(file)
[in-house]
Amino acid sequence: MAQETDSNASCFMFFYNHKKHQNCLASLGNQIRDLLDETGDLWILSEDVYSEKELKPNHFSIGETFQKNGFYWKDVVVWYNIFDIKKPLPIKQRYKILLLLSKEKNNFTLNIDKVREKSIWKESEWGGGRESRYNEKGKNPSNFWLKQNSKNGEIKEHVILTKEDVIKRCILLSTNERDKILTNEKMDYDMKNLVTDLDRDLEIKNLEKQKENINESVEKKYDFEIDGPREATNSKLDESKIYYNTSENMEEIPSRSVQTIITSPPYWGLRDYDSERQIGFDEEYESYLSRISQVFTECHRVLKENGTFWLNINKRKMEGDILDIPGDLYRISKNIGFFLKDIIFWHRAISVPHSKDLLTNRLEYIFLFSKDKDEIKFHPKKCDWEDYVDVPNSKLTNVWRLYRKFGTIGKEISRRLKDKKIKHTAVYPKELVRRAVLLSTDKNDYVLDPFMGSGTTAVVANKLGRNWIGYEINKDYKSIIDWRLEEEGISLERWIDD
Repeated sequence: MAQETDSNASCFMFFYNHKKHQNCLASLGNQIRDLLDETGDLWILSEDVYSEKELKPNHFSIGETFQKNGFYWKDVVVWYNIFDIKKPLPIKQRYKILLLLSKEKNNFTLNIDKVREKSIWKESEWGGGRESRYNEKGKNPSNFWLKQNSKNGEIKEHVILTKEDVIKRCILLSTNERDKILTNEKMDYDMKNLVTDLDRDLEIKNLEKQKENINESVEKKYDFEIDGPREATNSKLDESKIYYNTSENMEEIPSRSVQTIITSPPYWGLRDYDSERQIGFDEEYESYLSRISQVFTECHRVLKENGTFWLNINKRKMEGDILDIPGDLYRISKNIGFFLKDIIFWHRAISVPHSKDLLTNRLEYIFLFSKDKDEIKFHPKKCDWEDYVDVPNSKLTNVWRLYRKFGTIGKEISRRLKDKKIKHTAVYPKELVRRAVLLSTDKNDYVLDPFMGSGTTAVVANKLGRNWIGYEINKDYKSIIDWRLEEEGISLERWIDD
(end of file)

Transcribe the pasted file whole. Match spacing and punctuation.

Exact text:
[in-house]
Amino acid sequence: MAQETDSNASCFMFFYNHKKHQNCLASLGNQIRDLLDETGDLWILSEDVYSEKELKPNHFSIGETFQKNGFYWKDVVVWYNIFDIKKPLPIKQRYKILLLLSKEKNNFTLNIDKVREKSIWKESEWGGGRESRYNEKGKNPSNFWLKQNSKNGEIKEHVILTKEDVIKRCILLSTNERDKILTNEKMDYDMKNLVTDLDRDLEIKNLEKQKENINESVEKKYDFEIDGPREATNSKLDESKIYYNTSENMEEIPSRSVQTIITSPPYWGLRDYDSERQIGFDEEYESYLSRISQVFTECHRVLKENGTFWLNINKRKMEGDILDIPGDLYRISKNIGFFLKDIIFWHRAISVPHSKDLLTNRLEYIFLFSKDKDEIKFHPKKCDWEDYVDVPNSKLTNVWRLYRKFGTIGKEISRRLKDKKIKHTAVYPKELVRRAVLLSTDKNDYVLDPFMGSGTTAVVANKLGRNWIGYEINKDYKSIIDWRLEEEGISLERWIDD
Repeated sequence: MAQETDSNASCFMFFYNHKKHQNCLASLGNQIRDLLDETGDLWILSEDVYSEKELKPNHFSIGETFQKNGFYWKDVVVWYNIFDIKKPLPIKQRYKILLLLSKEKNNFTLNIDKVREKSIWKESEWGGGRESRYNEKGKNPSNFWLKQNSKNGEIKEHVILTKEDVIKRCILLSTNERDKILTNEKMDYDMKNLVTDLDRDLEIKNLEKQKENINESVEKKYDFEIDGPREATNSKLDESKIYYNTSENMEEIPSRSVQTIITSPPYWGLRDYDSERQIGFDEEYESYLSRISQVFTECHRVLKENGTFWLNINKRKMEGDILDIPGDLYRISKNIGFFLKDIIFWHRAISVPHSKDLLTNRLEYIFLFSKDKDEIKFHPKKCDWEDYVDVPNSKLTNVWRLYRKFGTIGKEISRRLKDKKIKHTAVYPKELVRRAVLLSTDKNDYVLDPFMGSGTTAVVANKLGRNWIGYEINKDYKSIIDWRLEEEGISLERWIDD